OP you acknowledge that this is a problem yet you don't want it coming up in discussions about games and also don't like people who are willing to talk about it because you feel like they have ulterior motives. Where is the appropriate place to have these discussions and who do you think should be having them. Sexism in games is generally getting worse, not better and the longer the gaming audience ignores it or stays complacent the worse it will get.

How the hell does it get worse? Please explain. We have more and more female character, we get better and better stories like the last of us even storytelling is games is still in its first steps. But how does get sexism in games worse. Please explain.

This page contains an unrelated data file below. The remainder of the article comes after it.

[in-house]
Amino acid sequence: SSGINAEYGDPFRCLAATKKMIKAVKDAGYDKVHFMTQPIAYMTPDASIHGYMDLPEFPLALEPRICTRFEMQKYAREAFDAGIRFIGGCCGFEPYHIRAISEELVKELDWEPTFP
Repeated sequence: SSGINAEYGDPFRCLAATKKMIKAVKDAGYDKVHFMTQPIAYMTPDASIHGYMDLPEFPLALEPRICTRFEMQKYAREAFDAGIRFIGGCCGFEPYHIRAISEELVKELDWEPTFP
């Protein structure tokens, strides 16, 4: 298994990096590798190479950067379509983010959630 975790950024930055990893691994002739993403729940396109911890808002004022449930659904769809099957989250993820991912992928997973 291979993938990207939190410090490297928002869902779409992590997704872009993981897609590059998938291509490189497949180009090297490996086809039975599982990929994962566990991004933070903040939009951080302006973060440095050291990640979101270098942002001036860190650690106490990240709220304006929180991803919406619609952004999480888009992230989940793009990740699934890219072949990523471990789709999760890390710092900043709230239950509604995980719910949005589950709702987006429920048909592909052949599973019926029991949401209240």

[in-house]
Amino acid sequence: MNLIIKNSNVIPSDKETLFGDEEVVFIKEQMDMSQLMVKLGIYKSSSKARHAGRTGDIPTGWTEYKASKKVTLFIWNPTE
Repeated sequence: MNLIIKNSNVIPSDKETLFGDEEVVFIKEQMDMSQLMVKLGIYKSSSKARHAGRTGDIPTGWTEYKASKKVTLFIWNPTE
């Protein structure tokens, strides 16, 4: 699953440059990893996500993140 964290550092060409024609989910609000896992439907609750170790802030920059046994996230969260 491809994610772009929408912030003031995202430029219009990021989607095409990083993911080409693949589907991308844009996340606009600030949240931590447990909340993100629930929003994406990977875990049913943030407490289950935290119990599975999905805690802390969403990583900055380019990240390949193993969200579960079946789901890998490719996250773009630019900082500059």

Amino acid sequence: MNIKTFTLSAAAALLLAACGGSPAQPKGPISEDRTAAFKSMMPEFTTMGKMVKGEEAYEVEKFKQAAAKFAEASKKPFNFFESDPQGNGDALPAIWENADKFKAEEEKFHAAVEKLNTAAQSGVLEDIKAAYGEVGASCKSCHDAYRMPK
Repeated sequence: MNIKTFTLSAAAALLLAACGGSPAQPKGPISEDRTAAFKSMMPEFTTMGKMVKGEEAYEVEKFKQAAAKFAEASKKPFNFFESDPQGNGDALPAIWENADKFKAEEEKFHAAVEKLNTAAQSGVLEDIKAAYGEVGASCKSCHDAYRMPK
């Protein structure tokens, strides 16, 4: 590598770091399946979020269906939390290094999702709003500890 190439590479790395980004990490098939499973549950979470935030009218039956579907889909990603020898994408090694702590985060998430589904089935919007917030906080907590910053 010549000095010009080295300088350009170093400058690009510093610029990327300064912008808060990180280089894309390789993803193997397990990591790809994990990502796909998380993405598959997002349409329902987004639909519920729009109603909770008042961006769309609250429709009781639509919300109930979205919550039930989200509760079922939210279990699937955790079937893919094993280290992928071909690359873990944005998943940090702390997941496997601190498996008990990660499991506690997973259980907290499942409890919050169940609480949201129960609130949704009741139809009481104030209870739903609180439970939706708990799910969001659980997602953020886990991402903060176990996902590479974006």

@dark I don't know. If you get points for raping women and are represented as a hero who rapes women and makes them their sex slaves as a happy ending I think this is pretty misogynistic. But I would never say this stuff should not exist since it is all fantasy. For the rest I totally agree with you^^

#13 Posted by Video_Game_King (34601 posts) -

I believe the presentation of a character who is X and does Y does not extrapolate to the author stating that anyone who is X must also do Y, not without more evidence presented. I also believe that while some games have sexist depictions or are very informed by traditional gender roles, absolutely no mainstream games have advocated misogyny, as the advocacy of hatred and the subhumanity of women is something you might only see in H-games. Hell, even in most H-games I'd think they recognize women as people.